Replant Blog

Stewardship in a revitalization

Josh King01.09.19

If you are pastoring a church in need of revitalization, then it is likely that your church has a stewardship issue. Now that is a bold assumption, but it is one I do not make without some experience.

In most cases, these churches have not done well in stewarding the facilities, the finances, or the mission in their community. When you look at it that way, stewardship is a big deal.

Here are six ways you can emphasize stewardship on all levels in the church family and hopefully raise the awareness.

  • Model it. Church health rises or falls with the pastor. If you are not giving sacrificially with your finances, if you’re coming in late to the office or misusing church property as your own, then you are in no place to hold the church to a higher standard than you are living. One way I keep myself in check on this front is to remember that I work for Christ. He knows how I am handling the resources of the church. Even if I have an account that is set aside for little benefits, I try to use it in light of what other needs the church has. So this means I typically buy my own books, use my money to buy others’ meals, and drive my own vehicle to far-away trips.
  • Teach it. From the beginning, God was intent on us managing His creation well. Stewardship is what we as humans do. We steward the garden, the church, and our families. Showing your church from Scripture that we are glorifying God when we manage our personal and church assets is powerful.
  • Rethink what has always been thought. When helping a church in need of revitalization, one of the first things I lead them to do is to look at the budget. I hold to the rule of thumb: “It’s not about income, it’s about expenses.” So I look at every line and ask: Is this something we need to spend money on? Can we get volunteers to do this? Can we find a better contract? Do we still use this stuff the way we first thought? Has technology changed this service? Churches of any size should have enough adults to clean up after themselves. They should have enough adults to care for their facilities. So rethinking the underlying assumptions that are enshrined in a budget is a good way to keep things in check.
  • Be transparent. You need a finance degree to read the budget of most churches. Often, budgets include words and abbreviations that almost no one uses. What people really need to know is simply how much money came in and how much was spent. They would like to know what percentage of the budgeted receipts have come in so far this year and what percentage of the budget we have spent. They need to see the bigger picture. I’ve always led churches to produce two budgets. One is simple and easy to read; my 10-year-old can understand it. One is printed out by the accounting software and, to be honest, I don’t even know what it says. We need to be extremely transparent with the finances of the church. It is the church’s money. When the report is not good, tell them and tell them why. When it is great, celebrate! A side note: I don’t put it in the bulletin. Guests don’t need to know that. Each month, we email it to members.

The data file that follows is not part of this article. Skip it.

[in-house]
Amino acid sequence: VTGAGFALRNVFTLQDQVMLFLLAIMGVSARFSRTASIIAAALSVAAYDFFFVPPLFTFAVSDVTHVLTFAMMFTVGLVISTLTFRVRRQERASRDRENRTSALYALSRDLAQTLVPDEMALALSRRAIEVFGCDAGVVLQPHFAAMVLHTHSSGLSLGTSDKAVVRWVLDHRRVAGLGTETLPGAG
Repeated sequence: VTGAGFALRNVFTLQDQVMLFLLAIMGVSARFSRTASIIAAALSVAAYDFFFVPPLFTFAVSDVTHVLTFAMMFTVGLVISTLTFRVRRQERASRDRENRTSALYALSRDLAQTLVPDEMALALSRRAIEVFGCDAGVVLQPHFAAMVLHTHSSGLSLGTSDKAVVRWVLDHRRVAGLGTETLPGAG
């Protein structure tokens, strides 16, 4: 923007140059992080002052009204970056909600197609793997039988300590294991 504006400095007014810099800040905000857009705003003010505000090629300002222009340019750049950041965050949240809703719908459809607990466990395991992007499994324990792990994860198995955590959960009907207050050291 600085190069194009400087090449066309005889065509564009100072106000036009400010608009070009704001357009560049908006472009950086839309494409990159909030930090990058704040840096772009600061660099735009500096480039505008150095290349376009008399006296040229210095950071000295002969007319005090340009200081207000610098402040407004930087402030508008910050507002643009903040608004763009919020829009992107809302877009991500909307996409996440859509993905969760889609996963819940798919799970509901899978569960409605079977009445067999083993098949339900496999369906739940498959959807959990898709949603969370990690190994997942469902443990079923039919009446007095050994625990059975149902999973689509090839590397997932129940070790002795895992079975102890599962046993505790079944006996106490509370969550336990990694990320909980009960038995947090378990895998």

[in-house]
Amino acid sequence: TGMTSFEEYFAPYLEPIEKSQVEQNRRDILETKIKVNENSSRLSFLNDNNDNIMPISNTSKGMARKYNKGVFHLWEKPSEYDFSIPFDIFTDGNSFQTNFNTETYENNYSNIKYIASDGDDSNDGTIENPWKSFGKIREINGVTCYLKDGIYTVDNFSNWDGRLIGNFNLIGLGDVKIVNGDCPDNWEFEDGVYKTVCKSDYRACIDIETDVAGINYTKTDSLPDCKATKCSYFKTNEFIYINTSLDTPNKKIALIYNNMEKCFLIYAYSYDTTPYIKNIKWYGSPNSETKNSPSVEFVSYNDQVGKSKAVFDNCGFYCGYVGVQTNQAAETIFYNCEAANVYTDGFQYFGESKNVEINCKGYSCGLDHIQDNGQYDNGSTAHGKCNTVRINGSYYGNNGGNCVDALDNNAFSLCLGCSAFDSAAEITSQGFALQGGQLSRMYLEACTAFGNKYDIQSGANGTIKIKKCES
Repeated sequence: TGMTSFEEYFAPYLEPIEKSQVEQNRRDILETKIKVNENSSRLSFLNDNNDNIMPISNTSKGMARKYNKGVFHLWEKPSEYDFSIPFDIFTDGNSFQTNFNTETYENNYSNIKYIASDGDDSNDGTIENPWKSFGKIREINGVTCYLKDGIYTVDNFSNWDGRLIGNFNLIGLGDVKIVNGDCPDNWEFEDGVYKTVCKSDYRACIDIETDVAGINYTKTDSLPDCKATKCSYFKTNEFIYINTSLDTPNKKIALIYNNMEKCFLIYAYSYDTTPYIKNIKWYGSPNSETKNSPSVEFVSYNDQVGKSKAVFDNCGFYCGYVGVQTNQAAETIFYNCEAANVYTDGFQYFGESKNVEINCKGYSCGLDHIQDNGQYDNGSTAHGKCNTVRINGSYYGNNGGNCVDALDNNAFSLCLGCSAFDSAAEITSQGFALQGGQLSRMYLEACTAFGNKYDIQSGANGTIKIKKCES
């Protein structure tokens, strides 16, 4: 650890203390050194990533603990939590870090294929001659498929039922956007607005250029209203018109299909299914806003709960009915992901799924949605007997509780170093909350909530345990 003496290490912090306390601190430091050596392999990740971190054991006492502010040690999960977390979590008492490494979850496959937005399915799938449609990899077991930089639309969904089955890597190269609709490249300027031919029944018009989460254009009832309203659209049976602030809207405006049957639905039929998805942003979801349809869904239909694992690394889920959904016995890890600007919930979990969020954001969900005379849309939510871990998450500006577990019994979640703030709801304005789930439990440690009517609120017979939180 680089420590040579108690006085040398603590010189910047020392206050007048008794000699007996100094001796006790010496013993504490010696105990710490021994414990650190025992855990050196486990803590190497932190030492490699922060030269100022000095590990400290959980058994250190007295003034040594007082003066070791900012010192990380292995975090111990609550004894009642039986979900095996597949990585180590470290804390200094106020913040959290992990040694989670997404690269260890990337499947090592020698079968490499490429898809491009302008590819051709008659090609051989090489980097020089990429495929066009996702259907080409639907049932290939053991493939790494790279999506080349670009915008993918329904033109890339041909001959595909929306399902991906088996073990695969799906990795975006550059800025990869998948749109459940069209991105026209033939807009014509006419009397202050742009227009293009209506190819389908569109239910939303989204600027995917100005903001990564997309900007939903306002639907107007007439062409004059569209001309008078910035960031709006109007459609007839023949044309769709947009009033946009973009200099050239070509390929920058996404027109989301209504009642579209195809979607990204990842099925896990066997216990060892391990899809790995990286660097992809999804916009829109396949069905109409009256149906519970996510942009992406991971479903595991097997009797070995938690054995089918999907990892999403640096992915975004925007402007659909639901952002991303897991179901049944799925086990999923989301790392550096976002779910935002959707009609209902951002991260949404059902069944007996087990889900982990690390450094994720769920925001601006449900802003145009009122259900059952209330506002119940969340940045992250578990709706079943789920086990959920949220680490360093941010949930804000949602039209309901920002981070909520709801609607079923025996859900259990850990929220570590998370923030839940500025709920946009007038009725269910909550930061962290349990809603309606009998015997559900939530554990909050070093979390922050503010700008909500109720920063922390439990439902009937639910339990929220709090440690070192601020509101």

• Challenge them to give toward mission, not just overhead. When we talk stewardship, most people (pastors included) think primarily about finances. And for good reason: the Electric Company does not take warm wishes and prayers as payment. So once I have taught, illustrated, and been transparent, I make no apologies to ask (maybe tell) the church to give sacrificially for the mission and ministry of the church. I think sometimes we are afraid to ask because we feel like we are asking for our own paychecks. In some cases, you may be asking newer church members to pay on debt they had no part in incurring. However, we actually are asking them to give to children hearing the gospel for the first time. We are asking them to give so people might hear the gospel in their own language. We’re asking them to give so churches can be planted and replanted. They’re giving to disaster relief and orphan care. And, when it comes to those things, I have no problem asking people to give.
  • Celebrate. This again is one of those things that seem to be odd to talk about, but when a giving goal is reached, let everyone know. When you renegotiate the loan or the electric bill or the copy contract, let everyone know. The church will do what we celebrate. So celebrate stewardship! And not just in finances. Celebrate the way a group of people is caring for the grounds and the way another young volunteer was picking up the trash stuck in the hymnal racks without anyone asking. That is all stewardship, and it is all worship.

Churches can be led to steward the resources (people, energy, money, time) well if they are (1) led in that direction and (2) if the whole of our efforts are seen to be acts of worship. When we put stewardship solely in the realm of money, we miss the motivation of why and the rest of a big, glorious picture.